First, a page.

I have a friend who just spent several months writing a book. It’s about her experiences while growing up in Southeast Asia, immigrating to the United States and living here afterward. She’s been excited about the writing process throughout, and she’s thrilled to finally be done. However, she recently told me, there’s just one hitch: she’s not sure she feels okay about publishing the book.
“Why don’t you feel okay publishing it?” I asked.
“I don’t know—it just feels like it would be kind of arrogant.”
“Why would it be arrogant?”
“Well, it would be like I was saying I was really special, you know? Like I’m more important than everyone else, and I have more interesting things to say than them.”
I suspect many people can identify with my friend’s concerns. I certainly can. A while back, when I was about to start submitting articles to magazines for publication, I had a similar twinge of doubt. “Who am I to assume people want to hear what I say, or find it useful?” I thought. “Isn’t it egotistical to believe that?”
Something about that idea, however, just didn’t sound right. After some reflection, I came upon the problem. I recognized that, when I was worried that it would be arrogant for me to make my writings publicly available, my real concern was that I was going to somehow harm others by publishing. I was afraid other people would see my work and think “who does he think he is, saying those things? He must think he’s better than us.” And they would feel envious, contemptuous and angry. Or perhaps they’d conclude I didn’t know what I was talking about, and be outraged that a “hack” like me dared to put his work in the public domain.
But hold on a minute, I thought. What’s more arrogant—simply making my writing available to people, or believing I can make people suffer just by publishing a few articles? Wouldn’t I need a very inflated perception of my importance to think I could hurt people’s feelings just by writing? Wouldn’t I have to believe the world was carefully poring over my every written word, looking for something to get outraged about? In short, I’d need to have a pretty egocentric mindset to withhold my writing from the world for fear of upsetting people.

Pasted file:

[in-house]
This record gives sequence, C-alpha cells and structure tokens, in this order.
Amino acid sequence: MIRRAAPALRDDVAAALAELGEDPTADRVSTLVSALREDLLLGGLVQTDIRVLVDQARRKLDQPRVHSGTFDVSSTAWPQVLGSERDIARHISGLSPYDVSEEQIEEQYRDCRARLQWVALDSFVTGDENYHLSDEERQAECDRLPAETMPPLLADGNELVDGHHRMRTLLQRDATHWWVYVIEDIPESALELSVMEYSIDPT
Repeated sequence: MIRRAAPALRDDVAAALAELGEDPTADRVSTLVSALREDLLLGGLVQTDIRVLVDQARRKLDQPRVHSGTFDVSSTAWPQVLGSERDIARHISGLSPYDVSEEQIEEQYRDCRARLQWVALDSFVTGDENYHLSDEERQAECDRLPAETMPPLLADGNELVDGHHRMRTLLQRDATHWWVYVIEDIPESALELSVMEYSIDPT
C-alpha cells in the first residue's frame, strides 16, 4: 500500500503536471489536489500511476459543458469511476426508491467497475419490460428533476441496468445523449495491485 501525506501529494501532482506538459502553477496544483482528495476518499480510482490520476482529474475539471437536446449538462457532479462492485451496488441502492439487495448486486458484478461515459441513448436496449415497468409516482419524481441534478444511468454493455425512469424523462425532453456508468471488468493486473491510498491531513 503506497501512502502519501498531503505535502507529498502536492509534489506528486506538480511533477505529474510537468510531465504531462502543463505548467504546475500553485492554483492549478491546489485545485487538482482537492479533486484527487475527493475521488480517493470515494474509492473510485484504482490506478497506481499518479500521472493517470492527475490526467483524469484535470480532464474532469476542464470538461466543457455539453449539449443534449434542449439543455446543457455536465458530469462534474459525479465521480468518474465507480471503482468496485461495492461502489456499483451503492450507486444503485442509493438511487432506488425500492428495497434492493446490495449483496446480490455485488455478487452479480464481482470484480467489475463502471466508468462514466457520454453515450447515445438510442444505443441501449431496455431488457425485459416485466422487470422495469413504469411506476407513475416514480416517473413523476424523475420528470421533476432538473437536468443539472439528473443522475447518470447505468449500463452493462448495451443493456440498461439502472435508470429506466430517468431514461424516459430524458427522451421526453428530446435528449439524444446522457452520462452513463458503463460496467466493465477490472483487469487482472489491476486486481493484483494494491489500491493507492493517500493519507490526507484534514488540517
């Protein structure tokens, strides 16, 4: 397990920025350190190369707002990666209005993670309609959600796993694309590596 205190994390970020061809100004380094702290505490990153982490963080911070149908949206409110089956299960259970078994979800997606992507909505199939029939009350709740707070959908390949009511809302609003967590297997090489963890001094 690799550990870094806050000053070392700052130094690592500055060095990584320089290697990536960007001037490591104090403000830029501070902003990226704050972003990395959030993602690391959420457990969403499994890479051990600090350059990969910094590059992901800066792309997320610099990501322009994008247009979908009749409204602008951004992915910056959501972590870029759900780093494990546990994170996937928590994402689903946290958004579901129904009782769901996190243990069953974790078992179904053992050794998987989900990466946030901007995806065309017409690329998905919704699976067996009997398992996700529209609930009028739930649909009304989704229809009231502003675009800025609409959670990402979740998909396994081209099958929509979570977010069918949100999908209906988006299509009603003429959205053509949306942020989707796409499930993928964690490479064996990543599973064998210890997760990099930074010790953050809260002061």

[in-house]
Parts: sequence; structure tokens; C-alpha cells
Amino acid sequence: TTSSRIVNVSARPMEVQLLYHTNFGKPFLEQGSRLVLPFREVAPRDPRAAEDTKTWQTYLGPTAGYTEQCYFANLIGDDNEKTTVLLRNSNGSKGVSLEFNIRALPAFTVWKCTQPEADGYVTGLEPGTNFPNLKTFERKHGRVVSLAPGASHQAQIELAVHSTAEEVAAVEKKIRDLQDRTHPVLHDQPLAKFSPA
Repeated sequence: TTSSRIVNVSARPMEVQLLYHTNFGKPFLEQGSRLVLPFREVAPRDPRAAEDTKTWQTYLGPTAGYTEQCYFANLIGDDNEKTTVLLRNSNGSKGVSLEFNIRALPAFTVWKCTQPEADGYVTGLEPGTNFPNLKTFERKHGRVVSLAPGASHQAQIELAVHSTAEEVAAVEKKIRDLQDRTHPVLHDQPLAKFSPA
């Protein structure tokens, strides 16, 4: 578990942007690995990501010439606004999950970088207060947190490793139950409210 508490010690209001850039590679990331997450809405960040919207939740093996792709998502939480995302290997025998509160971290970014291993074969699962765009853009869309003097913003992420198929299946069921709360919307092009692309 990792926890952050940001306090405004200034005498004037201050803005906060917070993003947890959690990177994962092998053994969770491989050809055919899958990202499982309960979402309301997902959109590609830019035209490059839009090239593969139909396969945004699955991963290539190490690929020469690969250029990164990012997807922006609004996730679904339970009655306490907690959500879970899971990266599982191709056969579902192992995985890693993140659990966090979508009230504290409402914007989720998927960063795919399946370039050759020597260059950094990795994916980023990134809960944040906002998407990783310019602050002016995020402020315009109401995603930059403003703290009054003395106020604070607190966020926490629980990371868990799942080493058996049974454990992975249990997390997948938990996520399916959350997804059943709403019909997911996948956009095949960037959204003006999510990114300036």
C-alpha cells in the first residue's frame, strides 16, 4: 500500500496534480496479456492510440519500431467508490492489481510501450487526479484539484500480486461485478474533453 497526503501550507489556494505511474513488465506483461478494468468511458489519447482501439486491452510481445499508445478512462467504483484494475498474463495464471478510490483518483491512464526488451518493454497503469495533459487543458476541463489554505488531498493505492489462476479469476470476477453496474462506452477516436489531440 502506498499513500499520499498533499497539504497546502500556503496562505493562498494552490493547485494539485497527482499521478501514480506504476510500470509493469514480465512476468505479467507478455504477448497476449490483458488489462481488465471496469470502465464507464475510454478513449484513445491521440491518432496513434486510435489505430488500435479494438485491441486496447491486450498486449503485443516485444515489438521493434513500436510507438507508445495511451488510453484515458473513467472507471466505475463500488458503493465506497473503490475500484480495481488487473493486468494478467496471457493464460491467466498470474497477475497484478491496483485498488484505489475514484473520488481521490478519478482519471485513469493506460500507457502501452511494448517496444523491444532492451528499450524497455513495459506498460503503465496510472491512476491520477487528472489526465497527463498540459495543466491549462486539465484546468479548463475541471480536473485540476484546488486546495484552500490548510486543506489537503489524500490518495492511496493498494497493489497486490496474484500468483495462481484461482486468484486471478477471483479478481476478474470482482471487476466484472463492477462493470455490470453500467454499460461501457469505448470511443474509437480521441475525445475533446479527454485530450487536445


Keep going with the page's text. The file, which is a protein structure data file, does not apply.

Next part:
Psychologist Philip Zimbardo makes similar observations in discussing the personality traits of shy people. At first glance, one would suspect that people who avoid, or get awkward while, interacting with others see themselves as insignificant and unable to affect other people’s lives with their actions. Shy people keep to themselves, one would think, because they basically believe they don’t matter.
However, as Zimbardo writes, often the opposite is true—shy people hold back in interactions because they’re convinced that people are constantly regarding them with a critical gaze, and that even the most trivial things they say and do have the power to seriously hurt and anger others. As Zimbardo puts it, “the egocentric preoccupation of shyness leads people to see themselves as being at stage center,” and thus “shyness leaves them intensely fearful of being noticed by hosts of critical reviewers.”
When we withhold our creativity from others for fear of angering them or making them jealous, we make the same kind of assumption—that everyone is examining our work with a jaundiced eye, looking for something to attack us or get offended about. This assumption, however, isn’t realistic. People have their own lives to live, and are occupied with achieving their own goals and overcoming their own obstacles. Most people aren’t likely to develop personal grudges against us based on our creative activities, or suffer over our supposed “arrogance” for doing them.
What’s more, if someone doesn’t like our creative work, no one is forcing them to read it, watch it, or do whatever else is necessary to take it in. If my friend publishes her book and someone finds it inadequate or offensive, they can stop reading it, throw it away, write a nasty review of it, or do a wide range of other (hopefully legal) things to express their displeasure. We can’t really be said to “hurt” others by making the fruits of our creativity publicly available, as others are ultimately responsible for deciding whether to expose themselves to it.
I’m not saying you should shame yourself for being “arrogant” if you’re worried about unleashing your creativity on the world. I do think, however, that if you’re concerned about others’ possible negative reactions, it’s useful to ask yourself how realistic those concerns are. Will your work really be the object of the world’s judgmental gaze? Is there really a risk that you’ll somehow hurt people or disrupt their lives with what you create? Seriously considering this question will likely help you find the courage and determination to freely give your creative gifts.
(This article appeared in the Energies of Creation Carnival, located at http://www.energiesofcreation.com/carnival-of-creative-growth/carnival-of-creative-growth-26/.)